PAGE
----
Samsung is being investigated over claims it paid students to write forum posts attacking the products of rival company HTC.

Samsung investigated for online attacks against HTC
People walk past a Samsung stand at the Mobile World Congress in Barcelona February 25, 2013. (Credit: Reuters)

The Taiwanese Fair Trade Commission has launched an investigation into whether Samsung paid school students to post comments criticising devices made by HTC while at the same time praising Samsung products.

Topics appeared in the forums of Mobile01, a popular smartphone discussion website in Taiwan. Students alleged to have been paid by Samsung wrote posts comparing HTC's One X smartphone to Samsung's Galaxy S3, and the HTC One XL to the Galaxy Note. TaiwanSamsungLeaks has gathered screenshots of the anti-HTC posts that appeared on the Mobile01 forums, including this topic comparing the screen resolutions of the HTC One XL and Galaxy Note.

"In my opinion the XL screen resolution looks gooey," one poster writes. "Note has really good screen resolution, worthy of the best phone currently available,"another gushes.

HTC has responded to the charges against Samsung. In a statement to The China Post, the company said it was taking "appropriate actions" to protect its interests:

"We regret our competitor's malicious attacks and efforts to discredit us. HTC values product innovation and design, and we do not rule out the possibility of taking appropriate actions to protect the interests of our company and customers if necessary."

If found guilty of false advertising Samsung could face a fine of up to NTD$25m (£540,000).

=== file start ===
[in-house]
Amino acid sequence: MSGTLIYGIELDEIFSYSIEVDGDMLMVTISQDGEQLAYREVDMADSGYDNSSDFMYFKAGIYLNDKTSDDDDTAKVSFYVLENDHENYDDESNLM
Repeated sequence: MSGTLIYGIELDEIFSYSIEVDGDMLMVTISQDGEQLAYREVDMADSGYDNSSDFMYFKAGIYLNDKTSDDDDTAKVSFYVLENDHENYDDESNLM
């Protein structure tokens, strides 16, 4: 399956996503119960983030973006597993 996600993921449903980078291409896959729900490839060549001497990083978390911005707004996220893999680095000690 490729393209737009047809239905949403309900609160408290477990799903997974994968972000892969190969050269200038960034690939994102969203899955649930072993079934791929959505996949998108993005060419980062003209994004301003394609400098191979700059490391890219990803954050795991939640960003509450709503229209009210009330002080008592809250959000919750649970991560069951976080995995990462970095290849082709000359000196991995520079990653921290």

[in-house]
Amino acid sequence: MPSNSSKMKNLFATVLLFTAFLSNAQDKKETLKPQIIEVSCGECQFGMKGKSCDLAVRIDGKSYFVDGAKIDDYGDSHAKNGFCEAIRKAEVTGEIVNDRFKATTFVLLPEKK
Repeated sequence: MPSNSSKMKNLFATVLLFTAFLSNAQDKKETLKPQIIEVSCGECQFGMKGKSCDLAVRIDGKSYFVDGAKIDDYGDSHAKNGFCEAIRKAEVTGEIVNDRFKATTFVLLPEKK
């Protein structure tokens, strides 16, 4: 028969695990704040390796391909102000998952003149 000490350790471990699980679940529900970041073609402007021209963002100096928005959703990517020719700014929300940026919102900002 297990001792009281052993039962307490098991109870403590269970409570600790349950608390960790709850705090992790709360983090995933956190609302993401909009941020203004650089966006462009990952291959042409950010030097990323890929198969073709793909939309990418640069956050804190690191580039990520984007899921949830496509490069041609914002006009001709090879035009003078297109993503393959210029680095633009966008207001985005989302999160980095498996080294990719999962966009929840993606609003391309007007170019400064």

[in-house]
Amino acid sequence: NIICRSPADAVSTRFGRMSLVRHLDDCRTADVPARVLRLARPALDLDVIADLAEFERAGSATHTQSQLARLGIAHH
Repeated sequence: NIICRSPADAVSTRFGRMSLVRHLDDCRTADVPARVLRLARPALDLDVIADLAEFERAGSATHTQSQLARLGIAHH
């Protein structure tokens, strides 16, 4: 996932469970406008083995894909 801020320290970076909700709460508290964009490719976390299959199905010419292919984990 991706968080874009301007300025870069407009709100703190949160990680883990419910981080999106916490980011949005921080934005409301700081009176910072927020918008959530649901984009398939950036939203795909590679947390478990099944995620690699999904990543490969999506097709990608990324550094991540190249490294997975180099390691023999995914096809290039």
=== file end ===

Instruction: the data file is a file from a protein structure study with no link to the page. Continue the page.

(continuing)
Responding to the allegations, Samsung Taiwan has issued an official statement on its Facebook page, apologising for "any inconvenience and confusion." In a statement to The Verge, the company said that "Samsung Electronics Taiwan (SET) has ceased all marketing activities that involve the posting of anonymous comments."

This is not the first time that Samsung has faced investigation from the Taiwan FTC. As reported by Taiwanese news agency CNA in January, the South Korean tech giant was fined NT$300,000 (£6,700) for printing "misleading" information in advertisements for the Samsung Galaxy Y Duos. Samsung falsely claimed in online and print adverts that the Y Duos had automatic focus and flash functions.

Samsung has also faced controversy over using bloggers to promote its products. In September, 2012, the company paid for several technology bloggers from India to attend the IFA conference in Berlin. However, upon arrival at IFA, the bloggers were reportedly told by Samsung that they would need to wear company branded t-shirts and work on booths promoting Samsung products. When the bloggers refused, Samsung reportedly threatened to cancel their hotel bookings and return flights.

According to a report from CNET, Clinton Jeff, a blogger at IFA 2012, was telephoned by a Samsung PR representative: "You can either be a part of this and wear the uniform, or you'll have to get your own tickets back home and handle your hotel stay from the moment this call ends."

IBTimes UK has contacted Samsung and is waiting for a reply.